Gifford Pinchot (1865-1946), America’s first native professionally trained forester and pioneer in the field of forest conservation. After completing forestry school in Germany, Pinchot returned to the U.S. to establish one of the United States’ first model forests, which lay on the Biltmore Estate of Cornelius Vanderbilt in Asheville, North Carolina. He took over administration of the national forests in 1898 and became first Chief of the newly established U.S. Forest Service in 1905 when the agency took over management of the forest reserves from the Department of the Interior’s General Land Office. The agency was renamed the U.S. Forest Service and, ultimately, forest reserves were renamed national forests. Pinchot voiced what would become a refrain of the conservation movement when he instructed Secretary of Agriculture James Wilson that the goal of forest administration needed to be based on “the greatest good for the greatest number in the long run.”
Pinchot and Roosevelt. Source National Archives. Pinchot’s real fame came when his close friend Theodore Roosevelt became U.S. President in 1901. Together, they oriented the Forest Service toward the wise use of timber resources; these ideas lay the basis of the multiple-use and sustained-yield principles that have guided forest management in recent years. These principles stress the need to balance the uses of the major resources and benefits of forests—timber, water supplies, recreation, livestock forage, wildlife and fish, and minerals—in the best public interest.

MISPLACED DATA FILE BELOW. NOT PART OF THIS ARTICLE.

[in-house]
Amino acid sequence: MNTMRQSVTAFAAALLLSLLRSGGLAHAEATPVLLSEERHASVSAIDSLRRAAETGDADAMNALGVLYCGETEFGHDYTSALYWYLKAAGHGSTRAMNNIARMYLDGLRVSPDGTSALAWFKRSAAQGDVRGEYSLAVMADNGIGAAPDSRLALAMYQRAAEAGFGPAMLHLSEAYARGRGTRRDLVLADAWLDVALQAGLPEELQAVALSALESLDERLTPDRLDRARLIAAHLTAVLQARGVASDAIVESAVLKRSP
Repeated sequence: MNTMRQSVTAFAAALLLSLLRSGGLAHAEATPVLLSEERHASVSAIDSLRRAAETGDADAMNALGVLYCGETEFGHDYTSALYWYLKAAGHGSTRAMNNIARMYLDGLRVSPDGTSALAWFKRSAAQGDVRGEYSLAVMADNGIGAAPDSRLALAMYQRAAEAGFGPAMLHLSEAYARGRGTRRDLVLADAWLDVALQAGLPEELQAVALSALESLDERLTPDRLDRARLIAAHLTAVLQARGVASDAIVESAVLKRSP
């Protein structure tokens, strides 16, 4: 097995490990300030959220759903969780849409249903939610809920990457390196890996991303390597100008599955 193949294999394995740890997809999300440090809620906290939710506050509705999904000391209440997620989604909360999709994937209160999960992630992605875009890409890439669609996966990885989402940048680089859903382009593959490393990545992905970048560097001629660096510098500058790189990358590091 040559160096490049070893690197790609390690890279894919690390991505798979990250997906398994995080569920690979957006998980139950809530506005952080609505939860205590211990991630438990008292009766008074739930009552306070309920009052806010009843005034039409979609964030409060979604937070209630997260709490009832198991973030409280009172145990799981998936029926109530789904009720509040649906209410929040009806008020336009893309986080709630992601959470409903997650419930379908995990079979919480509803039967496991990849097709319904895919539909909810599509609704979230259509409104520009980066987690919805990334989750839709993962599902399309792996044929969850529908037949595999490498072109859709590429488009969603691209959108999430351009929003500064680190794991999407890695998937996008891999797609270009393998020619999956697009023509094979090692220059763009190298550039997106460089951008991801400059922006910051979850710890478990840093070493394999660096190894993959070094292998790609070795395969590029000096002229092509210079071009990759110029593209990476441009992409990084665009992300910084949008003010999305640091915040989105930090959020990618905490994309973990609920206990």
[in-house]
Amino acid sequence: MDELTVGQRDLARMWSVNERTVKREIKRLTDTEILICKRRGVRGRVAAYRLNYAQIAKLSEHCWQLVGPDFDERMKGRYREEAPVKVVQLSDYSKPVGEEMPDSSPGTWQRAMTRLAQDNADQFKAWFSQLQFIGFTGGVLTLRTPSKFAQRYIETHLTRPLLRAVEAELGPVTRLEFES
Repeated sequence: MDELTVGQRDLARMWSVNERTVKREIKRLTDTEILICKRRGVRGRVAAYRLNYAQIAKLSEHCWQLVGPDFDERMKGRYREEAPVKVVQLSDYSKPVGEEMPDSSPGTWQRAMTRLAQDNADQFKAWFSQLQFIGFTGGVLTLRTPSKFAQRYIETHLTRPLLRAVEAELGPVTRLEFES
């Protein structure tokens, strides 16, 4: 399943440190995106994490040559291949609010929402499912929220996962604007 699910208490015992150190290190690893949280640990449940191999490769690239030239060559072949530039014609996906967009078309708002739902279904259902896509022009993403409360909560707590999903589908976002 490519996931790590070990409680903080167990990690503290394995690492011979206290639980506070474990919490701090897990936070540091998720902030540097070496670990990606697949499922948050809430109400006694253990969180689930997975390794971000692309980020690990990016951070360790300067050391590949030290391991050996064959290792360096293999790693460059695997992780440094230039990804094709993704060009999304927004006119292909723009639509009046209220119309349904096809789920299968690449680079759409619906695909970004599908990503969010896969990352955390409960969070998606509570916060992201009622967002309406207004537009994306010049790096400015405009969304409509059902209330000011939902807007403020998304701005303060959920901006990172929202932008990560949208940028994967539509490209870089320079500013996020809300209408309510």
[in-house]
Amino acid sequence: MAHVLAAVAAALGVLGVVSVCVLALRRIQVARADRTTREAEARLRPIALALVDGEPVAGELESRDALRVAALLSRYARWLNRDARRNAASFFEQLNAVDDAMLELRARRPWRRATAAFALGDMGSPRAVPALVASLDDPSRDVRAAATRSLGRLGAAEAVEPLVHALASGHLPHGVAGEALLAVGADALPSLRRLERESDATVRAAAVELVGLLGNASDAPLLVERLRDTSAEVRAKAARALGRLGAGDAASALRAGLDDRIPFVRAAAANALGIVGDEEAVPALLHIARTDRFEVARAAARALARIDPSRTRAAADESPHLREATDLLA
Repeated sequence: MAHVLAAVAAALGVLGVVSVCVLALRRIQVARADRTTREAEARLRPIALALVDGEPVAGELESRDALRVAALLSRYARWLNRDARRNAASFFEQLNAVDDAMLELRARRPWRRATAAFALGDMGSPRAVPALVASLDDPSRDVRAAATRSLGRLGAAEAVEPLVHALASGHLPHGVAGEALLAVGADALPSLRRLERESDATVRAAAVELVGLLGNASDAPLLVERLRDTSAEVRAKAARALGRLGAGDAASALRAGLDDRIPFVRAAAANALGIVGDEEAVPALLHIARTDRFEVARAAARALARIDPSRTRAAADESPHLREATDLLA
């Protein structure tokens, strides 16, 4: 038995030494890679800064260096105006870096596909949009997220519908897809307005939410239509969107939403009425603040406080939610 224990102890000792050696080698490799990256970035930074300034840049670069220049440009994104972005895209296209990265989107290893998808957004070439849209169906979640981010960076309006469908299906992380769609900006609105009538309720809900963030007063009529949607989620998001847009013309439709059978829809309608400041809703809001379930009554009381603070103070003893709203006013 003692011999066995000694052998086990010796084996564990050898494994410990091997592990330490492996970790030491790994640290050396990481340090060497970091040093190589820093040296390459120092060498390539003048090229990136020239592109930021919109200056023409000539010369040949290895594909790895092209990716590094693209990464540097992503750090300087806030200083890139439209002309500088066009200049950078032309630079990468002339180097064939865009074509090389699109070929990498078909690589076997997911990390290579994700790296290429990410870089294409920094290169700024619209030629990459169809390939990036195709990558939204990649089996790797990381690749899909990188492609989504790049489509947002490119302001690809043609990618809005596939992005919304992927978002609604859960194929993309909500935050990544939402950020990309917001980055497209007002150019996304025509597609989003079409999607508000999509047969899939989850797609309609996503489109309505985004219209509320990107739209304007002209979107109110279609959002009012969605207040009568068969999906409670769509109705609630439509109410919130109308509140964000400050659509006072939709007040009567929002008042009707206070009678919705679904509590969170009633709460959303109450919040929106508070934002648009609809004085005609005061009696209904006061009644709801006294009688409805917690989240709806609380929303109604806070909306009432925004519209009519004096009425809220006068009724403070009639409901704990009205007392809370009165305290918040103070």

With Roosevelt’s support, enactment of the 1905 Forest Transfer Act transferred management of Federal forest reserves from the Department of the Interior's Forestry Division to the Department of Agriculture, combining it with the larger Bureau of Forestry. Roosevelt and Pinchot more than doubled the forest reserve acreage in the two years following the merger, reaching a total of 151 million acres by 1907. This included 16 million acres that were squeezed through after Congress placed limits on the President’s authority to proclaim additional forest reserves. However, Roosevelt designated these areas as forest reserves without congressional approval. Due to he and Pinchot's efforts, there were 195 million acres designated as National Forest when Roosevelt left office in 1909.